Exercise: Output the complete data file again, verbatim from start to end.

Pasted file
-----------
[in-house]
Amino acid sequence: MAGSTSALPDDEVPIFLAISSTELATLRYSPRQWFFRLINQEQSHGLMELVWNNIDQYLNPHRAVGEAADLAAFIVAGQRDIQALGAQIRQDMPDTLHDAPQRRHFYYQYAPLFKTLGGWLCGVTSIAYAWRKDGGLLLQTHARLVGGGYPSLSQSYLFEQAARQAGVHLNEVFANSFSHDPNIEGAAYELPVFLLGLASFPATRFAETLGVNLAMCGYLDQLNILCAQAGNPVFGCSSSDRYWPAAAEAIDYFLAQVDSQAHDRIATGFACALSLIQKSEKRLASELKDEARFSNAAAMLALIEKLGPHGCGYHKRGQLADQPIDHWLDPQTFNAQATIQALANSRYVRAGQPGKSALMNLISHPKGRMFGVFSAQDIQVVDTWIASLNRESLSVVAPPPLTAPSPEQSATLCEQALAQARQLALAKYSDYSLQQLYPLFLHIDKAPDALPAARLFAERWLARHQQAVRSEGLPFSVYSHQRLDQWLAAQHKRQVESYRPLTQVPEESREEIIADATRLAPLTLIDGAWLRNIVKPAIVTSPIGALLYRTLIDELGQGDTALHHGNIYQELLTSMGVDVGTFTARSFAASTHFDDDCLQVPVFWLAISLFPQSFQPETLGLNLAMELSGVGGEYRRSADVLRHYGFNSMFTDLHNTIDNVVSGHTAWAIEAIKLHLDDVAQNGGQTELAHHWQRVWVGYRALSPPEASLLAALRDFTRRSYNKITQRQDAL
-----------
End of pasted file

[in-house]
Amino acid sequence: MAGSTSALPDDEVPIFLAISSTELATLRYSPRQWFFRLINQEQSHGLMELVWNNIDQYLNPHRAVGEAADLAAFIVAGQRDIQALGAQIRQDMPDTLHDAPQRRHFYYQYAPLFKTLGGWLCGVTSIAYAWRKDGGLLLQTHARLVGGGYPSLSQSYLFEQAARQAGVHLNEVFANSFSHDPNIEGAAYELPVFLLGLASFPATRFAETLGVNLAMCGYLDQLNILCAQAGNPVFGCSSSDRYWPAAAEAIDYFLAQVDSQAHDRIATGFACALSLIQKSEKRLASELKDEARFSNAAAMLALIEKLGPHGCGYHKRGQLADQPIDHWLDPQTFNAQATIQALANSRYVRAGQPGKSALMNLISHPKGRMFGVFSAQDIQVVDTWIASLNRESLSVVAPPPLTAPSPEQSATLCEQALAQARQLALAKYSDYSLQQLYPLFLHIDKAPDALPAARLFAERWLARHQQAVRSEGLPFSVYSHQRLDQWLAAQHKRQVESYRPLTQVPEESREEIIADATRLAPLTLIDGAWLRNIVKPAIVTSPIGALLYRTLIDELGQGDTALHHGNIYQELLTSMGVDVGTFTARSFAASTHFDDDCLQVPVFWLAISLFPQSFQPETLGLNLAMELSGVGGEYRRSADVLRHYGFNSMFTDLHNTIDNVVSGHTAWAIEAIKLHLDDVAQNGGQTELAHHWQRVWVGYRALSPPEASLLAALRDFTRRSYNKITQRQDAL